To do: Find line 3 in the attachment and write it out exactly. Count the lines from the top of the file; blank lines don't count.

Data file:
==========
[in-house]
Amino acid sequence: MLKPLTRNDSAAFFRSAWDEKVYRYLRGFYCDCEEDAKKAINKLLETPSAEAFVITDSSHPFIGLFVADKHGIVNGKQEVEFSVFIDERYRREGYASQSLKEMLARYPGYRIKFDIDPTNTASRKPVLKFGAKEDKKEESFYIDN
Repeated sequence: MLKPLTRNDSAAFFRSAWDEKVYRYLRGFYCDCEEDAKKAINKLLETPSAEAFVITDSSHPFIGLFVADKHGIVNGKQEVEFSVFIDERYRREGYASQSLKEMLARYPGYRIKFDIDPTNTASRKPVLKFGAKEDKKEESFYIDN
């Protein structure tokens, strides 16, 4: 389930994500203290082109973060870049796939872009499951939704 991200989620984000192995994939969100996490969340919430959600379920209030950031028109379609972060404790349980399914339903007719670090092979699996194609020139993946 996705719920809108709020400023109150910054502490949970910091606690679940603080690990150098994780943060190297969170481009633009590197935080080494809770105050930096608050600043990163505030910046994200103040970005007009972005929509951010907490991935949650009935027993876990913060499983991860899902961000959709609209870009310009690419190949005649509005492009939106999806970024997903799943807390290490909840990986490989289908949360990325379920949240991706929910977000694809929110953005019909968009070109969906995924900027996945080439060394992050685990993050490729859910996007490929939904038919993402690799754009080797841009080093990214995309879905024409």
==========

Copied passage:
Repeated sequence: MLKPLTRNDSAAFFRSAWDEKVYRYLRGFYCDCEEDAKKAINKLLETPSAEAFVITDSSHPFIGLFVADKHGIVNGKQEVEFSVFIDERYRREGYASQSLKEMLARYPGYRIKFDIDPTNTASRKPVLKFGAKEDKKEESFYIDN